What was your favorite scene or moment to write?
It’s difficult not to give spoilers for this one, but I love that last rooftop scene at the end, with Amastan and his cousins. I must have rewrote the ending from scratch completely three or four times and it wasn’t until I realized Amastan had to confront a certain person that the rest of the ending finally came together as it is now. It was one of those “gasp, of course that’s what he would do” moments and it still gives me chills to re-read.
The Road to Publishing
Is The Perfect Assassin your first novel?
No—I queried two books unsuccessfully and wrote several more that never reached the querying stage and signed with my agent for a different book—The Impossible Contract aka What Is Now Book Two.
It’s been an interesting, if at times meandering, path.
Is there anything you know now that you wish you could tell past!Kai?
I wish I could tell her it would all work out, but I’m afraid that would sap her drive. Instead, I’d probably just tell her she’s on the right path, and to keep writing what she loves, and stop worrying about not pursuing a masters degree.
What other projects are on the horizon after The Perfect Assassin?
Well, there’s the aforementioned The Impossible Contract coming out soon (so soon!) after TPA. I’m polishing up final edits on book 3, aka The Unconquered City, which is due out in summer 2020. After that, I’ve got two projects in mind that go in two entirely different directions. We’ll just have to see!
With The Impossible Contract coming out in November, what are some books you’d recommend we read to keep the book hangover at bay?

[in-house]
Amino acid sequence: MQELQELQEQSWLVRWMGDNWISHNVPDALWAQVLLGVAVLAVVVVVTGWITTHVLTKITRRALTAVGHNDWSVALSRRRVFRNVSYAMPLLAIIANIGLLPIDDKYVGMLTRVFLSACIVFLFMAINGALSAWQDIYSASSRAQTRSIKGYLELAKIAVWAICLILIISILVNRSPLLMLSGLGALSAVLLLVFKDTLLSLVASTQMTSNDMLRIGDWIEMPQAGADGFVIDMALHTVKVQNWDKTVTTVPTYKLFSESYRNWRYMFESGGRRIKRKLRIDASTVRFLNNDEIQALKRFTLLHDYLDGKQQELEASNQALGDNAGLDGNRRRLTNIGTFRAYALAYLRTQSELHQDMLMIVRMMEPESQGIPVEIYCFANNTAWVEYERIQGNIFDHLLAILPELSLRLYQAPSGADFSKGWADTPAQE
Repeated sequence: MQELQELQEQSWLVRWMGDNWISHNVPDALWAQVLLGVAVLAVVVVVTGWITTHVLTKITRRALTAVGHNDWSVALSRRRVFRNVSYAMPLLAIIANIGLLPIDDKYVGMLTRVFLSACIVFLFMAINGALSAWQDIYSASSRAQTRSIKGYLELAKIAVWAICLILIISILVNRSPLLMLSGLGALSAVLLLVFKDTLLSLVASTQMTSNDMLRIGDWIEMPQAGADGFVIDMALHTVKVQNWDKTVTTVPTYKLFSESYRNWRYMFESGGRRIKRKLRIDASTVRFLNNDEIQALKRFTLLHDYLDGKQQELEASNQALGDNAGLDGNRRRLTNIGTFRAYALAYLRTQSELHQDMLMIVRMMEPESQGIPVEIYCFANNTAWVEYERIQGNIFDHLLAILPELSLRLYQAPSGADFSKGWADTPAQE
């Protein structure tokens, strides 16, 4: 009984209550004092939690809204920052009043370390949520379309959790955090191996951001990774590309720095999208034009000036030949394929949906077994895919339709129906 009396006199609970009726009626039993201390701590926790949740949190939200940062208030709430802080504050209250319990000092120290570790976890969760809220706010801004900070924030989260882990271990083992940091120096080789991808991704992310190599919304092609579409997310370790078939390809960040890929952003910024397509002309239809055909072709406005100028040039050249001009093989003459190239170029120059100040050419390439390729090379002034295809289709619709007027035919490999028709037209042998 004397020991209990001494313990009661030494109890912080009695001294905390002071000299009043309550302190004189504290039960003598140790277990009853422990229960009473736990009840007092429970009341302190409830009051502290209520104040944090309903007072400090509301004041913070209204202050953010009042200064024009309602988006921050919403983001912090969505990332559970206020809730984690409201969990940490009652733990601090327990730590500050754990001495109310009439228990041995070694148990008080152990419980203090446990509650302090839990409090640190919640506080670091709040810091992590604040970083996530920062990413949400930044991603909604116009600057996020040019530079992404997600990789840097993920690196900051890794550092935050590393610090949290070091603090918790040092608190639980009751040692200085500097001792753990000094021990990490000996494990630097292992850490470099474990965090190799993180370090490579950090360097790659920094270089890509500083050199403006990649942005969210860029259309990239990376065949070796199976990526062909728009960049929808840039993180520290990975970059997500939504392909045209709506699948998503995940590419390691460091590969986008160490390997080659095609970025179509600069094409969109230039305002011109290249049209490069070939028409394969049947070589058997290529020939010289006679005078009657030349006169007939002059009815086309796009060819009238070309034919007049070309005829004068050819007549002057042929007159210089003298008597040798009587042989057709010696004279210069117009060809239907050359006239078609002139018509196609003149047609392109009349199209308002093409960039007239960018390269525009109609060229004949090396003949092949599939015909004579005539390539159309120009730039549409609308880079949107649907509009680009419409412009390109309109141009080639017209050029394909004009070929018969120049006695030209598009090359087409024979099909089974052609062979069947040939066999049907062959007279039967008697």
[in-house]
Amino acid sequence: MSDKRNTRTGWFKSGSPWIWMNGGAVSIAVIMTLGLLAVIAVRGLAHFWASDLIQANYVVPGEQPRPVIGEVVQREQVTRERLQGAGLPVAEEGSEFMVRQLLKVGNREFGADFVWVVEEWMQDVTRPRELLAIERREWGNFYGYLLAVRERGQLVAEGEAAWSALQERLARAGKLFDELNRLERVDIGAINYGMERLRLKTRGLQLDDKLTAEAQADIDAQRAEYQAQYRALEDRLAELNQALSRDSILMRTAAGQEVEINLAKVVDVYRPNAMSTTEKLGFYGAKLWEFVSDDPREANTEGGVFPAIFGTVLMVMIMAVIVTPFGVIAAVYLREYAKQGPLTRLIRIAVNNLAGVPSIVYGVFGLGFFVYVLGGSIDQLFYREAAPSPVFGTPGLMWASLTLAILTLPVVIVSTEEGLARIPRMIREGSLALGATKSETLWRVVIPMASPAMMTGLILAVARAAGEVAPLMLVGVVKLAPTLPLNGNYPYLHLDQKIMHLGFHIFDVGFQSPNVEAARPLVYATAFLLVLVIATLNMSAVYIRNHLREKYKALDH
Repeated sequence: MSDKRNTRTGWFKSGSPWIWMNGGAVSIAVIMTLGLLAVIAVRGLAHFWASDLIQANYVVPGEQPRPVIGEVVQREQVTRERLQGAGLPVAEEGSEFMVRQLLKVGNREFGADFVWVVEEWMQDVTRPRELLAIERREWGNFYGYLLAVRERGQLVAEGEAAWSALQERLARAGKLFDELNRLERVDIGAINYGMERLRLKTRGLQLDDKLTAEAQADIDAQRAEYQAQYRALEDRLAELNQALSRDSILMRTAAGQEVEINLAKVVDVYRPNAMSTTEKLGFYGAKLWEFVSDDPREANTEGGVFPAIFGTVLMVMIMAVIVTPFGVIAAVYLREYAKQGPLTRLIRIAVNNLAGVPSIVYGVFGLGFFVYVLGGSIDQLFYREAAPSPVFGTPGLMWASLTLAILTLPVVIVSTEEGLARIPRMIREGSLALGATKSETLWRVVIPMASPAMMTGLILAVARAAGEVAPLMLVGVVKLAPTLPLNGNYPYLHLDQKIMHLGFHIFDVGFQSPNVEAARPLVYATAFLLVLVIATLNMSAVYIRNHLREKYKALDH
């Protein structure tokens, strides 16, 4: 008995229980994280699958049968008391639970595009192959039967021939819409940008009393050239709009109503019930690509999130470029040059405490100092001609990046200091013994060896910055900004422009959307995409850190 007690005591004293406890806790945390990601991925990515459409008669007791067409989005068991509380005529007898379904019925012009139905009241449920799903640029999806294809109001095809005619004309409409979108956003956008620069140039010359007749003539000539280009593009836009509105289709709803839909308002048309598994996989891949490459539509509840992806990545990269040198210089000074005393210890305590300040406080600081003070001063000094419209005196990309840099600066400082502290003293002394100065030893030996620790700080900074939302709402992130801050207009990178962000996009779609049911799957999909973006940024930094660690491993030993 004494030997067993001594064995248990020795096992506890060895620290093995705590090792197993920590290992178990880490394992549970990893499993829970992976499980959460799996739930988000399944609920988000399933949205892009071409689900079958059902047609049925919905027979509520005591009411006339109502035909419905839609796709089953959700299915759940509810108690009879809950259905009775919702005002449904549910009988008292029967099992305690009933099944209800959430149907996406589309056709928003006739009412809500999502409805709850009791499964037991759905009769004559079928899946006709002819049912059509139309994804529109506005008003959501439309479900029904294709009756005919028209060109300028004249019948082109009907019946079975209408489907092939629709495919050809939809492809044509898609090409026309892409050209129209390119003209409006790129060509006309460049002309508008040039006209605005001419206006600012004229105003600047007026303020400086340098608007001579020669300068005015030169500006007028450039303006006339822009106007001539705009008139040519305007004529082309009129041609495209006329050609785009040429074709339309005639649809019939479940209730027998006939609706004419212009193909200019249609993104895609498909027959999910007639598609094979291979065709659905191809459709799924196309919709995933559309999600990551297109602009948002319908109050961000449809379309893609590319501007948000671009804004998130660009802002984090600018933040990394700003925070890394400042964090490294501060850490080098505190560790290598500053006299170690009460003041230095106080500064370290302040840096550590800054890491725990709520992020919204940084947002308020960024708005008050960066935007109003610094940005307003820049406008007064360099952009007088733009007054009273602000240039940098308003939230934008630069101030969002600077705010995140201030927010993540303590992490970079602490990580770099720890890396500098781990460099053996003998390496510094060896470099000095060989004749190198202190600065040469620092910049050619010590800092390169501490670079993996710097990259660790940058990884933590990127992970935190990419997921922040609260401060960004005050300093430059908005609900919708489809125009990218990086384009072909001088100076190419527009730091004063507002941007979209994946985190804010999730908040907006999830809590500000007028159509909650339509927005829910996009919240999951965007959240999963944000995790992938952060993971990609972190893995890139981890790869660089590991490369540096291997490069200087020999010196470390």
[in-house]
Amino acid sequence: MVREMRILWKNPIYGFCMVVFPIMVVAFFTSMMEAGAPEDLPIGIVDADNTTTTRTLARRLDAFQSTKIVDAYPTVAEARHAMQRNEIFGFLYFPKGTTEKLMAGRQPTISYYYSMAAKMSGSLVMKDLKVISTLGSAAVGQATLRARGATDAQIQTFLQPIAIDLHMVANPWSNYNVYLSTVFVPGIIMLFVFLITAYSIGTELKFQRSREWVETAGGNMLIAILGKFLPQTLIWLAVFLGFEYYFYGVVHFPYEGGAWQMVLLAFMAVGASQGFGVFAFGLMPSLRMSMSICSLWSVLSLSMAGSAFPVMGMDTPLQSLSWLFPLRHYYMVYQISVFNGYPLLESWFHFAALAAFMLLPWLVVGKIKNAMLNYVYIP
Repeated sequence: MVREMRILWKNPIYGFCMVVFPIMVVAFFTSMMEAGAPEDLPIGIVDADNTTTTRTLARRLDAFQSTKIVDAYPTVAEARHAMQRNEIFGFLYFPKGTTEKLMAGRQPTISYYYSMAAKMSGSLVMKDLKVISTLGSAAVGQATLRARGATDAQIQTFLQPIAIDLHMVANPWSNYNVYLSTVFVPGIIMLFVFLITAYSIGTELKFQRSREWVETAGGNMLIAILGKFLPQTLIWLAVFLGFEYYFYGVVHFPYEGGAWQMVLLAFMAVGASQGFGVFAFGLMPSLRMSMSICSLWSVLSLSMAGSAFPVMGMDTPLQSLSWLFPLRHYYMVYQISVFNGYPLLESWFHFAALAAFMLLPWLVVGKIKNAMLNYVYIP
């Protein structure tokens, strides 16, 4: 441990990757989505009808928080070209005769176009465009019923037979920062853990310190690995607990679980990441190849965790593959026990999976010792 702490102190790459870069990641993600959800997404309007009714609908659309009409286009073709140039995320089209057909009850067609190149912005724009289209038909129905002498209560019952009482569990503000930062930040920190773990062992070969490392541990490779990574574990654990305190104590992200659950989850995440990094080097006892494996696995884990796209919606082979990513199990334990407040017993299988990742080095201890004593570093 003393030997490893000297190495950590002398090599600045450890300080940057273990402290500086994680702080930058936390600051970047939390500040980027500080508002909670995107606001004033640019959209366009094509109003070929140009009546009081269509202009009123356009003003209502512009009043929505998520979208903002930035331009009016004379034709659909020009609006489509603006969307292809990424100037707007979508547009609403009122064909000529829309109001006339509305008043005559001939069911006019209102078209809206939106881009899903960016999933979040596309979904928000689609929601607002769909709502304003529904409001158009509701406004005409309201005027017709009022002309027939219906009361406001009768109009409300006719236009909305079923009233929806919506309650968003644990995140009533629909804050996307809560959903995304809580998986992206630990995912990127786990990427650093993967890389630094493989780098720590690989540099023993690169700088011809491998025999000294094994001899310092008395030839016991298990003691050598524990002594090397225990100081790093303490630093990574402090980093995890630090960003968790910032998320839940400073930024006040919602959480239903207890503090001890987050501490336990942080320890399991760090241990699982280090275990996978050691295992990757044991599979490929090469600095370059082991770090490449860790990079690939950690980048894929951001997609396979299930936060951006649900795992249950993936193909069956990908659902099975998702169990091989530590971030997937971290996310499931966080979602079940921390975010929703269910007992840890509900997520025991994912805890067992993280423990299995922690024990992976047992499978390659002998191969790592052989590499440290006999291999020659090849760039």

If you want fun:
The Guns Above and By Fire Above, both by Robyn Bennis. They are hilarious and witty and snarky and at the same time, full of heart, and I love them both dearly. Bennis somehow manages to make airship fights—which can often involve a lot of slow turning and long-distance chases—riveting and tense. These are both great, quick reads—or listens! The audiobooks are very well-narrated.
If you want creepy:
The Luminous Dead by Caitlin Starling comes out in April (!!), and it is a creepy af sci-fi caving horror with some queer characters. Everybody’s a little messed up in the best way, and Starling legit keeps you guessing what’s real. I made the mistake of reading this late at night in the dark. Don’t be me.
If you want sweet world-building:
Updraft and the rest of the Bone Universe trilogy by Fran Wilde. If you thought pylons were cool, you’ll love this city built within spines that puncture the clouds, where everyone has to learn how to fly or risk plummeting to an unknown demise, where history is sung—and easily manipulated—and where invisible predators roam your skies with lots of sharp, pointy teeth.
K.A. Doore grew up in Florida, but has since lived in lush Washington, arid Arizona, and cherry-infused Michigan. While recovering from climate whiplash, she’s raised chickens, learned entirely too much about property assessment, photographed cacti, and now develops online trainings, none of which has anything to do with—perhaps has everything to do with—her BA in Classics. Follow her on Twitter. The Perfect Assassin comes out March 19th and can be purchased from Amazon, Barnes & Noble, my local indie Unabridged Books, and wherever books are sold.